Ōamaru's water supply may be normal soon, thanks in part to residents' response to cut their use.
A North Otago town's water supply should be at full capacity by Friday, despite earlier fears residents could run out of treated water within days.
Ōamaru's reservoir was sitting at one fifth of its capacity after being inundated with murky water it couldn't treat quickly enough late last week.
While a 'conserve water' notice remains in place for about 15,000 residents until the end of the week, businesses returned to normal usage today.
It was a significant turnaround from the dire situation faced last Friday when there were serious concerns the town's water supply would run out within two days if restrictions weren't observed.
But Waitaki District Council assets group manager Neil Jorgensen said thanks to residents saving water and improving capacity at the water treatment plant, reservoir levels have returned to 60 percent.
"At the start of the event, the water treatment plant could only work at about half capacity due to the very dirty water. It was essentially like drinking a very thick milkshake through the membrane treatment system, it just couldn't get enough of the liquid through," Mr Jorgensen said.
At full capacity, the water treatment plant can treat between 20 to 24 million litres each day.
That was halved late last week, but it's since started treating closer to 13m litres. While that might not seem like a dramatic improvement, Mr Jorgensen said the plant was producing more water than residents were using, creating a surplus. On Sunday, residents used 8.5m litres of water.
At this rate, Mr Jorgensen hoped `conserve water' notices would be lifted by Friday when they reach normal levels of between 80 and 100 percent reservoir capacity.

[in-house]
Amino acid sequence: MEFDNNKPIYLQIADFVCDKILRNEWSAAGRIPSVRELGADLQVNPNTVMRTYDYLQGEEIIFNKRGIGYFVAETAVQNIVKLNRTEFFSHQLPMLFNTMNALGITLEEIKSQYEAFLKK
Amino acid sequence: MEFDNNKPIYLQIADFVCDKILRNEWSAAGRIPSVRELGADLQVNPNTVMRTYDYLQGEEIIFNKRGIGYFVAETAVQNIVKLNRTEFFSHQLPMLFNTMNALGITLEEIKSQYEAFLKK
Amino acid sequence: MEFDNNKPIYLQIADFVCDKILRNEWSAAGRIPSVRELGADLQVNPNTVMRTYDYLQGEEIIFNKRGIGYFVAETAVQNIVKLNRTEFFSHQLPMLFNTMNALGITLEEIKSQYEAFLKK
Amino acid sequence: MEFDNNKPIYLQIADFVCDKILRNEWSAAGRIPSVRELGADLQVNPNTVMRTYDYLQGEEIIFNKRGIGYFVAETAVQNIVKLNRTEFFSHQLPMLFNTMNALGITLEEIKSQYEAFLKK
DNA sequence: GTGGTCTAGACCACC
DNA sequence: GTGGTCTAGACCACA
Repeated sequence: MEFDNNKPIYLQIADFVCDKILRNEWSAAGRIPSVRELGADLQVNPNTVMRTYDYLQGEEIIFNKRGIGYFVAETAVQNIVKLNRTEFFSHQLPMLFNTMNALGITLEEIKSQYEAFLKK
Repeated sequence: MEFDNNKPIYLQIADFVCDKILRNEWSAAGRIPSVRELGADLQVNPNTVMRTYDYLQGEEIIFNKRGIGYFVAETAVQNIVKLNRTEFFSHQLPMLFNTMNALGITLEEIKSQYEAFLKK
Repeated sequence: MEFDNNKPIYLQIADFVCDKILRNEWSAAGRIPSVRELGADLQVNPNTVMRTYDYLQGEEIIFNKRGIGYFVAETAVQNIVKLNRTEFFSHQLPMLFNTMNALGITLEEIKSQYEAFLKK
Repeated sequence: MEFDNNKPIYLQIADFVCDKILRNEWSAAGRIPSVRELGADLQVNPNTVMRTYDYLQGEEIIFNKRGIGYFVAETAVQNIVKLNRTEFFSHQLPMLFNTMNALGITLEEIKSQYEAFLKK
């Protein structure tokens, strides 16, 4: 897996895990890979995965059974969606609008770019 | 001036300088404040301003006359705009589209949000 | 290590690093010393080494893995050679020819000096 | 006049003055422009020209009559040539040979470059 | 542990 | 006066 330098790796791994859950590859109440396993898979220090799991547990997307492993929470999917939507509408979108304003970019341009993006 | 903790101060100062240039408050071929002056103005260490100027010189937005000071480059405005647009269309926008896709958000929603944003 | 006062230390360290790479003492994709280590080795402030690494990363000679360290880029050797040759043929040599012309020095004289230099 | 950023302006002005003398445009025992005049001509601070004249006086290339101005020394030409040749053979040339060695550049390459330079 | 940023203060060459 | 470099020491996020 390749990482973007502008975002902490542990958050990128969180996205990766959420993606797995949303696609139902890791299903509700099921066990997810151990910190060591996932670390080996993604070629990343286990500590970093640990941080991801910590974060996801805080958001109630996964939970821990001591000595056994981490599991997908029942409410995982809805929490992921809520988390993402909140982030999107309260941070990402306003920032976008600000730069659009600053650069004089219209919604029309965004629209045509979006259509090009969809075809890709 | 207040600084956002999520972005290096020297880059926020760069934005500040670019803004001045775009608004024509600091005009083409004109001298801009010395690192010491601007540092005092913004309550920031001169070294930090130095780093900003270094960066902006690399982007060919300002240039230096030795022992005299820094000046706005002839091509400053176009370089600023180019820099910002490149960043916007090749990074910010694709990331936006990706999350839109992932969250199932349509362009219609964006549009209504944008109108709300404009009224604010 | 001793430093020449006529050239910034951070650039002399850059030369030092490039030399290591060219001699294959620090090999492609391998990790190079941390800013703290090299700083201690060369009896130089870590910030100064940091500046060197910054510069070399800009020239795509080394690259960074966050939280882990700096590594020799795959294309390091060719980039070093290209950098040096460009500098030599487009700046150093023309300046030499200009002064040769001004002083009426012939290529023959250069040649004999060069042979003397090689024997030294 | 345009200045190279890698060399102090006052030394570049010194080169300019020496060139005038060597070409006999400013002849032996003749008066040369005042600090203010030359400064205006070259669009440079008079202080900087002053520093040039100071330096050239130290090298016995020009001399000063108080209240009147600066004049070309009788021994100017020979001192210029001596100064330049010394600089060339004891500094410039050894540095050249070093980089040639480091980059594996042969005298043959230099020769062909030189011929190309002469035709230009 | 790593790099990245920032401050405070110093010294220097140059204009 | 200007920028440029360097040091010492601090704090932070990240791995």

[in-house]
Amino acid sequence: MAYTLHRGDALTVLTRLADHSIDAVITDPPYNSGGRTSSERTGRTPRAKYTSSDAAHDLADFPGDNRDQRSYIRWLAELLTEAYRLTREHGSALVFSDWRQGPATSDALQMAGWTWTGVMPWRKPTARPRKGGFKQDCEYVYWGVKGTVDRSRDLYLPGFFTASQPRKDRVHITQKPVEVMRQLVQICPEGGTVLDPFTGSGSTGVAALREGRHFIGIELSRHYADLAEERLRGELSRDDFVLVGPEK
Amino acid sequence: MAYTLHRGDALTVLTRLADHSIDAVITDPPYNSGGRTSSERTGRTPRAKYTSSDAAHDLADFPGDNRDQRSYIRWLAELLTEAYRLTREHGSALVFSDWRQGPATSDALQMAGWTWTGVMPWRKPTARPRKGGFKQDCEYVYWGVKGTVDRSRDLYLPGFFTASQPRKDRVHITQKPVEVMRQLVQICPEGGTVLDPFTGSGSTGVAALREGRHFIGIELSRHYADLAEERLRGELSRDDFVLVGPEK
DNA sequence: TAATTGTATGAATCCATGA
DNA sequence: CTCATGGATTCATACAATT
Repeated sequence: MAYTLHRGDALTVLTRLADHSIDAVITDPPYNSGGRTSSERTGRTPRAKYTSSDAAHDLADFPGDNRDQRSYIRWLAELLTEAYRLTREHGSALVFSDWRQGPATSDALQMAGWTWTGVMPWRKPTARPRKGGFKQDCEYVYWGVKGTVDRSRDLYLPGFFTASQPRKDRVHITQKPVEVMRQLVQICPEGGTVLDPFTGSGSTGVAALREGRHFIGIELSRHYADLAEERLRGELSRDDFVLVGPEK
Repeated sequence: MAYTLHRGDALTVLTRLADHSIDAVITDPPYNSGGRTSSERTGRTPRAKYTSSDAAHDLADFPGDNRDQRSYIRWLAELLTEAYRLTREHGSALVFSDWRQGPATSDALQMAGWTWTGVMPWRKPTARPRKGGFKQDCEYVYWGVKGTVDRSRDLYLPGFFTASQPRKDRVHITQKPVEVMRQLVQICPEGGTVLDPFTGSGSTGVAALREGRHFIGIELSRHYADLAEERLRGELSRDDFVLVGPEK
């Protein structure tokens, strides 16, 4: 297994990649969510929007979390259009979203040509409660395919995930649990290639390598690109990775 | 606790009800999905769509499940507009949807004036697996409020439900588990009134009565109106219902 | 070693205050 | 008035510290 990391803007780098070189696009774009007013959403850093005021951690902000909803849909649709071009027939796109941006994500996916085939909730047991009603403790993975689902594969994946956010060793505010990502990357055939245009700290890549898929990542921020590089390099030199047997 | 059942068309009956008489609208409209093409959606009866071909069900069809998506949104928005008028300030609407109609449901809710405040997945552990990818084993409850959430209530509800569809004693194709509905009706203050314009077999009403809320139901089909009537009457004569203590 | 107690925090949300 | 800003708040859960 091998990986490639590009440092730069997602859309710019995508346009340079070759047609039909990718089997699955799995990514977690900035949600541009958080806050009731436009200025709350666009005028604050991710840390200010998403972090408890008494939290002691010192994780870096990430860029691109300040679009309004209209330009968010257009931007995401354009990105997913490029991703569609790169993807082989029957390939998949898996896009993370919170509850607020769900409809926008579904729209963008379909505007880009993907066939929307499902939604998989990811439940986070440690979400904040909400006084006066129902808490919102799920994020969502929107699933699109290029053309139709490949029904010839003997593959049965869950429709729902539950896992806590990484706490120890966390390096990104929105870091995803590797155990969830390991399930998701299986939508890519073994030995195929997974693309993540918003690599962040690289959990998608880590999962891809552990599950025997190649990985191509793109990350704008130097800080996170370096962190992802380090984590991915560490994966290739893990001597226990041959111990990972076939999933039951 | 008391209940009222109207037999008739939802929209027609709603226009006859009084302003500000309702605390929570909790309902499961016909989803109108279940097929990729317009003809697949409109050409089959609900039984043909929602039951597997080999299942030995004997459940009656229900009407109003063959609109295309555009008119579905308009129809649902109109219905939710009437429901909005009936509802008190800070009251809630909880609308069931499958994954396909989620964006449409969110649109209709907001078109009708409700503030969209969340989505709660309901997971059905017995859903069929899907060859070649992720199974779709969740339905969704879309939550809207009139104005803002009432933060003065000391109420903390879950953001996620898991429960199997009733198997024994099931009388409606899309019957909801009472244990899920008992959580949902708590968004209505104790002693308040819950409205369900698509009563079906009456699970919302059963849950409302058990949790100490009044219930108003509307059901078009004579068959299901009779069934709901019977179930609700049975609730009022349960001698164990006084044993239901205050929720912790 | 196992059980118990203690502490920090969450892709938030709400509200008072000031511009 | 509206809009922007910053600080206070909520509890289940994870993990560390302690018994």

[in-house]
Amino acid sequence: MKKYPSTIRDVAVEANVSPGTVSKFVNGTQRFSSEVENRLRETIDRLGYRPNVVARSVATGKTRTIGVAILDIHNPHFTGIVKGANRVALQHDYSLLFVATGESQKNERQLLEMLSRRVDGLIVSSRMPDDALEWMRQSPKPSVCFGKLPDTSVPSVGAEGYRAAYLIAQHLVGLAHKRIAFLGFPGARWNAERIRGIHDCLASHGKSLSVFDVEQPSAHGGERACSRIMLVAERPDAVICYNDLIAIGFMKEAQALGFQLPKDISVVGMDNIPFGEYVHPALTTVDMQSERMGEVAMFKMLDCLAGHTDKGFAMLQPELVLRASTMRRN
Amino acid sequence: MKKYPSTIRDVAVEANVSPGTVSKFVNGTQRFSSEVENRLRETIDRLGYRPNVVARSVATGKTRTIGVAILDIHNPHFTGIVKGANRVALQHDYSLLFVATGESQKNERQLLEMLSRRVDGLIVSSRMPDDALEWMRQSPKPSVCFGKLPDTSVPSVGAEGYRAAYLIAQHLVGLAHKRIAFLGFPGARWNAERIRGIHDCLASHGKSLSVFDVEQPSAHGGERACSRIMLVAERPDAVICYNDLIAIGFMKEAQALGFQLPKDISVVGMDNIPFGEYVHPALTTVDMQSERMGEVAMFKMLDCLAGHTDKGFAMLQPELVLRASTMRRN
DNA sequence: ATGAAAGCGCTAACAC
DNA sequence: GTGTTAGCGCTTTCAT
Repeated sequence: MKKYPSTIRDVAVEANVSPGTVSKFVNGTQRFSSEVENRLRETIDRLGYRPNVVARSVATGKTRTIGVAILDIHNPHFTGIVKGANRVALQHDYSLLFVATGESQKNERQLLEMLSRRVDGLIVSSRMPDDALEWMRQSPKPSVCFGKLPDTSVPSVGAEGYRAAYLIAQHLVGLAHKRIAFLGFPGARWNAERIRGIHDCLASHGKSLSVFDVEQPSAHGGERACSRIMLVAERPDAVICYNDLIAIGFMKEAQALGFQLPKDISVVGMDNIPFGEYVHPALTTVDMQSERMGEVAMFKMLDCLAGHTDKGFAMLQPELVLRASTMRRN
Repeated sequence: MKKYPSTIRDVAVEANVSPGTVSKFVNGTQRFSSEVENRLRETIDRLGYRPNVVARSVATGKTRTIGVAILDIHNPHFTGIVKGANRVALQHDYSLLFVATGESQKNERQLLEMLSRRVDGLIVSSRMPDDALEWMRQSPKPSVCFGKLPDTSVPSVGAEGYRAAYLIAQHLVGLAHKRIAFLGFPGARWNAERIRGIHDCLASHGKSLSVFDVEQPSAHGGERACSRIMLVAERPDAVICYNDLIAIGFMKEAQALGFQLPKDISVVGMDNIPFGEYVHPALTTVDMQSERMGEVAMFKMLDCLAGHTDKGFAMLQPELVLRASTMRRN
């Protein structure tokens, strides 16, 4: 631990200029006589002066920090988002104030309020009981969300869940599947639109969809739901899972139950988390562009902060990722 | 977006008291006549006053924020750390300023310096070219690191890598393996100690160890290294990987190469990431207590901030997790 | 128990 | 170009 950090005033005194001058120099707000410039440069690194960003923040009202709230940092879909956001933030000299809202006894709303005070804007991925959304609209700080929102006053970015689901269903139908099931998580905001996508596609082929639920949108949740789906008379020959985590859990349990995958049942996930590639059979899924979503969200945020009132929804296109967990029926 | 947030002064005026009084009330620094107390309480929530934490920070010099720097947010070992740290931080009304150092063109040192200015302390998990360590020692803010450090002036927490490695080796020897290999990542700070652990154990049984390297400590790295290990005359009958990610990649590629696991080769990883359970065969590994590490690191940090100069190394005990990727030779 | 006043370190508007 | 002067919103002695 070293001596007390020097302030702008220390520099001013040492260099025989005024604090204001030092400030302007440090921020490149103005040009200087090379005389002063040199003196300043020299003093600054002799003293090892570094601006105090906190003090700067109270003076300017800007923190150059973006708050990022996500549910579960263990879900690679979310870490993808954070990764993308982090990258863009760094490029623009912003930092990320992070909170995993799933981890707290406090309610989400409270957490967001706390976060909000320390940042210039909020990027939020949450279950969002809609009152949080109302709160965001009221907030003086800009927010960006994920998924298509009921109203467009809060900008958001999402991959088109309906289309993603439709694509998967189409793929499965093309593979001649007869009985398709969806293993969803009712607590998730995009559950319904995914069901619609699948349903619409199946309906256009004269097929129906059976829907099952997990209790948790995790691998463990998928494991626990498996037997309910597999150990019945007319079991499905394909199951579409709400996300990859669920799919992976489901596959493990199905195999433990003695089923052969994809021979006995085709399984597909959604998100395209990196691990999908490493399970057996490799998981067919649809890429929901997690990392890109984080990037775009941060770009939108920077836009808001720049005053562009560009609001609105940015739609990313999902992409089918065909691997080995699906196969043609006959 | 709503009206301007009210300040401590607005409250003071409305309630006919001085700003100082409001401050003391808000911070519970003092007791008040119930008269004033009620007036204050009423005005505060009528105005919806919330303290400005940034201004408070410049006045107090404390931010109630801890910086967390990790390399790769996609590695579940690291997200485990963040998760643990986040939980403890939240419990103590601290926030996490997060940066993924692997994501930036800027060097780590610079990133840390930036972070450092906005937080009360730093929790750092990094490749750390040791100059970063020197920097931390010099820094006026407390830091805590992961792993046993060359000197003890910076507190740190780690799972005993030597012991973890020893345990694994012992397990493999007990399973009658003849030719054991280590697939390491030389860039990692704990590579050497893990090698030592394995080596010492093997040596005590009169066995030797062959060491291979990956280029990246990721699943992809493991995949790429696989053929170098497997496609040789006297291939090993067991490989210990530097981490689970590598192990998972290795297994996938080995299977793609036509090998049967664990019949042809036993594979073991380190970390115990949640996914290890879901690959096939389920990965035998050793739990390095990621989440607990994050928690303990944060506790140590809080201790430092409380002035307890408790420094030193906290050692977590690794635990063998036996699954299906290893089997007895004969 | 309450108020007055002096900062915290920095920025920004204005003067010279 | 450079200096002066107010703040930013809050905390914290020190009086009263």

During peak restrictions, residents couldn't wash their clothes, use dishwashers, water plants or clean cars. They were also told to use the motto: Īf it's yellow, let it mellow' for flushing the toilet.
But he was quick to point out that residents should not get to enthusiastic with their hoses yet. "Water is a precious resource and we don't want to waste it."
Residents should continue to be conservative with their water use and make sure they have drinking water at hand in case there were any more issues that cropped up, he said.
The council plans to investigate why the bore water was so dirty - there have been heavy downpours in North Otago recently - and what they could do to avoid it happening again.
Already a few potential solutions have emerged, however, Mr Jorgensen said it could be a challenge to balance creating a more resilient water supply at an achievable cost for the community.
Boosting water storage has been been mooted in the Waitaki District Council's long-term plan for the town.
Mr Jorgensen said that could be moved forward in the plan, however, it would need to be discussed further with the council and community before any changes were given a green light.